Thanks for the reply! I'm sure I've tried reversing the polarity but will do so again tonight. Unfortunately I'm pretty sure I've already done this and it didn't work :(

I'm kind of getting tired/bored of my current build (it always feels like the journey is so much more fun than the destination...) so I think this weekend I will upgrade to a full H bridge. I now have 9 or 10 60n60 IGBTs - I might as well put them to work!

Shame about the (lack of) availability of nice toroids... My next step might be to try aluminium ducting that I see others use but I'm surprised that the relatively rough surface works well.

Offline davekni

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Re: Feedback current transformer doesn't work
« Reply #3 on: November 24, 2019, 02:58:48 AM »
I was just looking at that SSTC schematic with current feedback to answer another post.  It appears to me to have an error.  The two 1N4148 clamp diodes on the current transformer secondary should be on the HC74 input (pin 1) rather than directly on the transformer secondary.  Even better would be to add a second 1k resistor in series with the HC74 input, then place the clamp diodes between the two resistors:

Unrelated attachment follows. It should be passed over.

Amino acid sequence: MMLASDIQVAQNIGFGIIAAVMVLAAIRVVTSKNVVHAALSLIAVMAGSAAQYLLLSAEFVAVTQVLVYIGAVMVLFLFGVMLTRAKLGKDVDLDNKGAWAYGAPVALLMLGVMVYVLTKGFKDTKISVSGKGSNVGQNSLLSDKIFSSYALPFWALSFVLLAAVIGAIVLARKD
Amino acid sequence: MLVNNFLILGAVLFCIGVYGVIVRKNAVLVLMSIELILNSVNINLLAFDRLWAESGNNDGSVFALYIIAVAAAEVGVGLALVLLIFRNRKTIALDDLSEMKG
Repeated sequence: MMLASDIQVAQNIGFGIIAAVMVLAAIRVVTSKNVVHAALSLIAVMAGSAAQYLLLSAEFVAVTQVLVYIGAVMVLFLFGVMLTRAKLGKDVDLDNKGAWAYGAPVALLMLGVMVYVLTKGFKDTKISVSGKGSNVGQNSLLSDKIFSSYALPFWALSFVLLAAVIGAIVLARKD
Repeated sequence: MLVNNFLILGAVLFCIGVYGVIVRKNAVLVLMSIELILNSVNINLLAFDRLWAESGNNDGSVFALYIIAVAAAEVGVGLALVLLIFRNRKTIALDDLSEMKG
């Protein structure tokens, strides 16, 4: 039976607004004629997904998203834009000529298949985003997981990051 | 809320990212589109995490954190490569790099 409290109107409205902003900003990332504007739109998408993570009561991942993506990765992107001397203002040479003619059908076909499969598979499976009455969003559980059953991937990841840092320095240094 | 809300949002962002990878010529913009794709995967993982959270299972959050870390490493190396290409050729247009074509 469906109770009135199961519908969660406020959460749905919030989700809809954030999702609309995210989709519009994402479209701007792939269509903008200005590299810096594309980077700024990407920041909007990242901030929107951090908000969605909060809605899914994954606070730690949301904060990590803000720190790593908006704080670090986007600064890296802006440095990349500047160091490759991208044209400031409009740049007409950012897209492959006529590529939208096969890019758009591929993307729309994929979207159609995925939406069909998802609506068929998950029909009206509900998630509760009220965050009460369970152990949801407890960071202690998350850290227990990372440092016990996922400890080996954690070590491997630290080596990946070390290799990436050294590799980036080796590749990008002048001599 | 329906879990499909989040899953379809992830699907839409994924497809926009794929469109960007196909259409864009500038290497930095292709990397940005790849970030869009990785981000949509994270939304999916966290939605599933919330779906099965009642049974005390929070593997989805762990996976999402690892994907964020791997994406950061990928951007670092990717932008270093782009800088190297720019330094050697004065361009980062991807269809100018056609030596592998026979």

[ Invalid Attachment ]

Does anyone else have experience with the "http://www.loneoceans.com/labs/sstc2/sstc2schematicv10.jpg" circuit with CT feedback?  Anyone have a reason that it makes sense to have a diode directly across the CT, making it carry a net DC current?
David Knierim

Offline Mads Barnkob

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Re: Feedback current transformer doesn't work
« Reply #4 on: November 25, 2019, 09:11:13 AM »
It could just be a copy/paste error from the Steve Ward SSTC5 / mini SSTC that he used as inspiration. The antenna single-wire feedback was suddenly replaced by a two-wire CT and it just got referenced to ground.